### Networks and Graphs
Python has many libraries for studying graphs.
One well-known example is [NetworkX](http://networkx.github.io/). Its
features include, among many other things:
- standard graph algorithms for analyzing networks
- plotting routines
Here\'s some example code that generates and plots a random graph, with
node color determined by shortest path length from a central node.
```{code-cell} ipython3
import networkx as nx
import matplotlib.pyplot as plt
%matplotlib inline
np.random.seed(1234)
# Generate a random graph
p = dict((i, (np.random.uniform(0, 1), np.random.uniform(0, 1)))
for i in range(200))
g = nx.random_geometric_graph(200, 0.12, pos=p)
pos = nx.get_node_attributes(g, 'pos')
# Find node nearest the center point (0.5, 0.5)
dists = [(x - 0.5)**2 + (y - 0.5)**2 for x, y in list(pos.values())]
ncenter = np.argmin(dists)
# Plot graph, coloring by path length from central node
p = nx.single_source_shortest_path_length(g, ncenter)
plt.figure()
nx.draw_networkx_edges(g, pos, alpha=0.4)
nx.draw_networkx_nodes(g,
pos,
nodelist=list(p.keys()),
node_size=120, alpha=0.5,
node_color=list(p.values()),
cmap=plt.cm.jet_r)
plt.show()
```
### Cloud Computing
Running your Python code on massive servers in the cloud is becoming
easier and easier.
A nice example is [Anaconda
Enterprise](https://www.anaconda.com/enterprise/).
See also
- [Amazon Elastic Compute Cloud](http://aws.amazon.com/ec2/)
- The [Google App Engine](https://cloud.google.com/appengine/)
(Python, Java, PHP or Go)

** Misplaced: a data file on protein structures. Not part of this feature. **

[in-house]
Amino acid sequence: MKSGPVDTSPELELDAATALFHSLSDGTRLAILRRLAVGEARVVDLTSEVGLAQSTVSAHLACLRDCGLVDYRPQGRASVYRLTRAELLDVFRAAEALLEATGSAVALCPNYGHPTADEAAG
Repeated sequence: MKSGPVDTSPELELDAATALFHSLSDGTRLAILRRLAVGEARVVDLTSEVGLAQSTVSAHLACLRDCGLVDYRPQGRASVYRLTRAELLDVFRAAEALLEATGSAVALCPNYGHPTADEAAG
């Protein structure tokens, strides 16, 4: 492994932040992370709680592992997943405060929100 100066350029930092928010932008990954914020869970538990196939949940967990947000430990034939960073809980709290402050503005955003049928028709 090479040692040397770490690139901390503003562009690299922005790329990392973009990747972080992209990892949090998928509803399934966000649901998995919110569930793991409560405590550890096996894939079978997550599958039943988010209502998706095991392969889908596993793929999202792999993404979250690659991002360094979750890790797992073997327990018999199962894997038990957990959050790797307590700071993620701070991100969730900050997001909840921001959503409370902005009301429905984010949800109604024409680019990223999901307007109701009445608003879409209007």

- [Pythonanywhere](https://www.pythonanywhere.com/)
- [Sagemath Cloud](https://cloud.sagemath.com/)
### Parallel Processing
Apart from the cloud computing options listed above, you might like to
consider
- [Parallel computing through IPython
clusters](http://ipython.org/ipython-doc/stable/parallel/parallel_demos.html).
- The [Starcluster](http://star.mit.edu/cluster/) interface to
Amazon\'s EC2.
- GPU programming through [PyCuda](https://wiki.tiker.net/PyCuda),
[PyOpenCL](https://mathema.tician.de/software/pyopencl/),
[Theano](http://deeplearning.net/software/theano/) or similar.
(intfc)=
### Other Developments
There are many other interesting developments with scientific
programming in Python.
Some representative examples include
- [Jupyter](http://jupyter.org/) --- Python in your browser with
interactive code cells, embedded images and other useful features.
- [Numba](http://numba.pydata.org/) --- Make Python run at the same
speed as native machine code!
- [Blaze](http://blaze.pydata.org/) --- a generalization of NumPy.
- [PyTables](http://www.pytables.org) --- manage large data sets.
- [CVXPY](https://github.com/cvxgrp/cvxpy) --- convex optimization
in Python.
## Learn More
- Browse some Python projects on
[GitHub](https://github.com/trending?l=python).
- Read more about [Python\'s history and rise in
popularity](https://www.welcometothejungle.com/en/articles/btc-python-popular).
- Have a look at [some of the Jupyter
notebooks](http://nbviewer.jupyter.org/) people have shared on
various scientific topics.
- Visit the [Python Package Index](https://pypi.org/).
- View some of the questions people are asking about Python on
[Stackoverflow](http://stackoverflow.com/questions/tagged/python).
- Keep up to date on what\'s happening in the Python community with
the [Python subreddit](https://www.reddit.com:443/r/Python/).